IC concept and design, data acquisition, interpretation of data, manuscript preparation, manuscript revision, and manuscript review; RK concept and design, interpretation of data, manuscript preparation, manuscript revision, and manuscript review. Both authors read and approved the final manuscript.

Corresponding author

Correspondence to Rungroj Krittayaphong.

Ethics declarations

Ethics approval and consent to participate

The protocol for this study was approved by the Siriraj Institutional Review Board (SIRB), Faculty of Medicine Siriraj Hospital, Mahidol University, Bangkok, Thailand. The Institutional Review Board of Faculty of Medicine Siriraj Hospital approved the study after determining that the study met the definition of research not requiring informed consent.

Consent for publication

Not applicable.

Competing interests

The authors declare that they have no competing interests.

Publisher’s Note

Springer Nature remains neutral with regard to jurisdictional claims in published maps and institutional affiliations.

Rights and permissions

Open Access This article is distributed under the terms of the Creative Commons Attribution 4.0 International License (http://creativecommons.org/licenses/by/4.0/), which permits unrestricted use, distribution, and reproduction in any medium, provided you give appropriate credit to the original author(s) and the source, provide a link to the Creative Commons license, and indicate if changes were made. The Creative Commons Public Domain Dedication waiver (http://creativecommons.org/publicdomain/zero/1.0/) applies to the data made available in this article, unless otherwise stated.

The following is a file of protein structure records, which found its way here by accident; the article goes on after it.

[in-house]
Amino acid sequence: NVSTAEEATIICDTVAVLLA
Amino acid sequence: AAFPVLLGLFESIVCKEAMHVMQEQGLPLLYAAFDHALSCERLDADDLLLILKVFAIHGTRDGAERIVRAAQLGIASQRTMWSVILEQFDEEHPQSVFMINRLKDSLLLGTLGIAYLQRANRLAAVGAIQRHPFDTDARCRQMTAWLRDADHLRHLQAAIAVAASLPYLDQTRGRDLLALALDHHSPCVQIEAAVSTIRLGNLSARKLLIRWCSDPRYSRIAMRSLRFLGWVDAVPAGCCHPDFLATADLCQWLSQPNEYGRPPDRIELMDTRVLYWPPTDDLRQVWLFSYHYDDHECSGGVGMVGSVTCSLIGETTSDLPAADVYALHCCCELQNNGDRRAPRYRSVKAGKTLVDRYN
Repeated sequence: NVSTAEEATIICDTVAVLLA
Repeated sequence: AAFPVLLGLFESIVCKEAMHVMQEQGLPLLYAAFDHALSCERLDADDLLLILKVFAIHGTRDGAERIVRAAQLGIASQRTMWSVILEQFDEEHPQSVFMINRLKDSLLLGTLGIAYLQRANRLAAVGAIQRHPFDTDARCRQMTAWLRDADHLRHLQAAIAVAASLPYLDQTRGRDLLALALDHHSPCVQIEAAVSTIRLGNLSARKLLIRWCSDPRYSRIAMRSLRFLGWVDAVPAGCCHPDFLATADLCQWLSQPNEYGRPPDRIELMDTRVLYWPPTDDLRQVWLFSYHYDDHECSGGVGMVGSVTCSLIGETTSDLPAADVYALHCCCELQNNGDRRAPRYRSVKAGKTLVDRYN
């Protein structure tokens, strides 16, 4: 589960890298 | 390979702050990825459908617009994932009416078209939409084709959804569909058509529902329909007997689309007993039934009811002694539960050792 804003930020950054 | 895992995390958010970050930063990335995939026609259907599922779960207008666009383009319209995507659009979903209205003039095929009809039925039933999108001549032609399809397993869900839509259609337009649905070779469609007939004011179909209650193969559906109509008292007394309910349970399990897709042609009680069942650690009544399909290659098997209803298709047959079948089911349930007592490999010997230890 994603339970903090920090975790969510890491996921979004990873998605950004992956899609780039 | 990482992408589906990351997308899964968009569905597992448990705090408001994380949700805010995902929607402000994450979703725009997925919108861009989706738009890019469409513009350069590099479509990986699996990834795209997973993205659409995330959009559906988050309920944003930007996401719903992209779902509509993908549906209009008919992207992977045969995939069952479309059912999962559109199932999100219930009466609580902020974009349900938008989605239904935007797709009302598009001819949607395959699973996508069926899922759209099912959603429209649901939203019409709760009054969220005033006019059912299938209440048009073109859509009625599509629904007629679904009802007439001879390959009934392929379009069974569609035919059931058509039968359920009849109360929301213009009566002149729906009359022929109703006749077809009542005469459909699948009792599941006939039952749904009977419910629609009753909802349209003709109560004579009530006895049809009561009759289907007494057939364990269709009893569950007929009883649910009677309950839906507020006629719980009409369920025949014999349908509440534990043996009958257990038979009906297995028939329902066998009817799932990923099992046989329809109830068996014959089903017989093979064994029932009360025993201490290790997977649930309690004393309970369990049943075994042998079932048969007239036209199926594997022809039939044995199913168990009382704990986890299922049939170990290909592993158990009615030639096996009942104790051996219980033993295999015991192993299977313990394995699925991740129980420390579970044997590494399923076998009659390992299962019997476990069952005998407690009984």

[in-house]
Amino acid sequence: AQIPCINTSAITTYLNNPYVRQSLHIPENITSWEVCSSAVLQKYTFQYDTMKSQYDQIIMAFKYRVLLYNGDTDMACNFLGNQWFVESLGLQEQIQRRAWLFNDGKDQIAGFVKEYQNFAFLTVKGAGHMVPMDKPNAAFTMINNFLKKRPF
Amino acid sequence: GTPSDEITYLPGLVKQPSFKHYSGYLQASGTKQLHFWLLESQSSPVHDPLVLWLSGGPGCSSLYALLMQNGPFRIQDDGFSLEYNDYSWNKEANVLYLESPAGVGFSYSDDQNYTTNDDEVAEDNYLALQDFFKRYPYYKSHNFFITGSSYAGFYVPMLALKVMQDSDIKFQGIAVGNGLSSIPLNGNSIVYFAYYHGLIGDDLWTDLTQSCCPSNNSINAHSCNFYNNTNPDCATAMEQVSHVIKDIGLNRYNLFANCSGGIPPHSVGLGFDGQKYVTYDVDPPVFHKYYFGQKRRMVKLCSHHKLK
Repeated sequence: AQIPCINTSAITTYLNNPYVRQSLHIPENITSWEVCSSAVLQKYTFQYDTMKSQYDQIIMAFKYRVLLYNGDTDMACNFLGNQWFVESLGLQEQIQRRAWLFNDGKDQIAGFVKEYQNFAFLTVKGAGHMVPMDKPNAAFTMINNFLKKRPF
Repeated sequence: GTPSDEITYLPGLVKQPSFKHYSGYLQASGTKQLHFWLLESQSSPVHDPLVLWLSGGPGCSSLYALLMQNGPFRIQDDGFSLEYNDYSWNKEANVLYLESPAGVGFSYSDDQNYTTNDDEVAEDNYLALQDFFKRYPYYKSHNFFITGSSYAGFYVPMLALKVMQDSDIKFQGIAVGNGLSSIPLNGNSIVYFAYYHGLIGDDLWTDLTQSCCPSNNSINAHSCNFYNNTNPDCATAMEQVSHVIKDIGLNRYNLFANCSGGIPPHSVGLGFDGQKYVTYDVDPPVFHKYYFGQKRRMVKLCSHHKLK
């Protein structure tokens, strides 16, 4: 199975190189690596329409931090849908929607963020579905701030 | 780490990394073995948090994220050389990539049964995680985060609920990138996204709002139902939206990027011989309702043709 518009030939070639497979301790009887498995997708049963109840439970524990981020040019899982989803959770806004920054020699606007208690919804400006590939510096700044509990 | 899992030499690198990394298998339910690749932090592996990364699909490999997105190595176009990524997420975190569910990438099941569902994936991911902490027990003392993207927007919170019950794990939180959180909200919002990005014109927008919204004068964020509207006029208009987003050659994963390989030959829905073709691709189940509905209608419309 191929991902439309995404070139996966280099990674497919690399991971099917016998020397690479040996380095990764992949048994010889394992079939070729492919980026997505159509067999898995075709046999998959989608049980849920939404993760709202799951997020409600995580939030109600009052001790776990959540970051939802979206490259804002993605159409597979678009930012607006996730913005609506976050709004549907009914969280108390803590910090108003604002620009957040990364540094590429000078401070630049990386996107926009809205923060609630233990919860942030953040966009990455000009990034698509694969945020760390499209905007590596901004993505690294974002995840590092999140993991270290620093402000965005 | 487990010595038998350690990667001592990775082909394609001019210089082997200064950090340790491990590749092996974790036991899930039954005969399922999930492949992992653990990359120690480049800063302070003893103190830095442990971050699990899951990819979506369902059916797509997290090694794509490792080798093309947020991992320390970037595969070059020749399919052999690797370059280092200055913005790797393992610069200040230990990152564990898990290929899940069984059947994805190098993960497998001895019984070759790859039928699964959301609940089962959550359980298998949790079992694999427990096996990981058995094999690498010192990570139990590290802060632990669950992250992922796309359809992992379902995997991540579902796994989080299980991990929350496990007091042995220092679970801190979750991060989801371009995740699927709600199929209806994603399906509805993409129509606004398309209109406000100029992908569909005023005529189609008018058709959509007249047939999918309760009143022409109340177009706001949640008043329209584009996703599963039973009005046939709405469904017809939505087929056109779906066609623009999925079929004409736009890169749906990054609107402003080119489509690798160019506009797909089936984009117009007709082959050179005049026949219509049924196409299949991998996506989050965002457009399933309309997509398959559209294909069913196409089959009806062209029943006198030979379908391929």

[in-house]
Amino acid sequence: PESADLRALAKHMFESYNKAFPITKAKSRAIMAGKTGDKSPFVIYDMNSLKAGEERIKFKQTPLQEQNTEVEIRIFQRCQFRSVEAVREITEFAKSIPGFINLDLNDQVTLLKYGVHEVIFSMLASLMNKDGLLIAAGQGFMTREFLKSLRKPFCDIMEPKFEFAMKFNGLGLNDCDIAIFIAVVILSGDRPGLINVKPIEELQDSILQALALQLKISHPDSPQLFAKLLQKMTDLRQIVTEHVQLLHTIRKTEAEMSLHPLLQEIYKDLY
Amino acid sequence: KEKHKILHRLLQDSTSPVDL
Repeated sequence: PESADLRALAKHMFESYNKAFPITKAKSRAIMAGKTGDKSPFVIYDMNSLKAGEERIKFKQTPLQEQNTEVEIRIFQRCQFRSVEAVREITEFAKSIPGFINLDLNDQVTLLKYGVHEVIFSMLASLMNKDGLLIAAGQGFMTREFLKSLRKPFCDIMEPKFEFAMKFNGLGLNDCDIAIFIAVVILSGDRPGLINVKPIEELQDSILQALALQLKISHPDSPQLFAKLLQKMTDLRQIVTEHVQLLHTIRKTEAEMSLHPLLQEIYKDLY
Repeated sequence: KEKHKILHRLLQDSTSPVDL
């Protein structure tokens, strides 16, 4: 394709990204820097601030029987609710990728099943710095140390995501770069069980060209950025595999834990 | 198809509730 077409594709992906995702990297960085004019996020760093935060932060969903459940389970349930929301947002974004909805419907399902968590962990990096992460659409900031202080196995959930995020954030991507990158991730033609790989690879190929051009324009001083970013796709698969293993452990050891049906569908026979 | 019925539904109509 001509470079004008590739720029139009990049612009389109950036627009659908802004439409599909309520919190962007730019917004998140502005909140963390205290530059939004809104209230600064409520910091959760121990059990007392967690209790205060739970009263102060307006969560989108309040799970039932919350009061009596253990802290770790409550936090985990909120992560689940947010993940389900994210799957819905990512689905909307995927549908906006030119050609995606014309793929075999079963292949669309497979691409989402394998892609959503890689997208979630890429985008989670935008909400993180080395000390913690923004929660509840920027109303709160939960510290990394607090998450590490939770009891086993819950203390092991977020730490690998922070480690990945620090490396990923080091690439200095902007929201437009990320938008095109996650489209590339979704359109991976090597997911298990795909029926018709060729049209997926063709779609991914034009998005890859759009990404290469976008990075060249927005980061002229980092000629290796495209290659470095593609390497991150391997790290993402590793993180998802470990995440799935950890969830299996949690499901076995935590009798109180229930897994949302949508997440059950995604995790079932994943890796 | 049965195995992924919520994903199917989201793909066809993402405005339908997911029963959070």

Reprints and Permissions

About this article

Verify currency and authenticity via CrossMark

Cite this article

Kamthornthanakarn, I., Krittayaphong, R. Optimal INR level for warfarin therapy after mechanical mitral valve replacement. BMC Cardiovasc Disord 19, 97 (2019). https://doi.org/10.1186/s12872-019-1078-3

Download citation

Keywords

  • Thailand
  • Optimal INR
  • Warfarin
  • Mechanical mitral valve replacement
  • Thromboembolism
  • Bleeding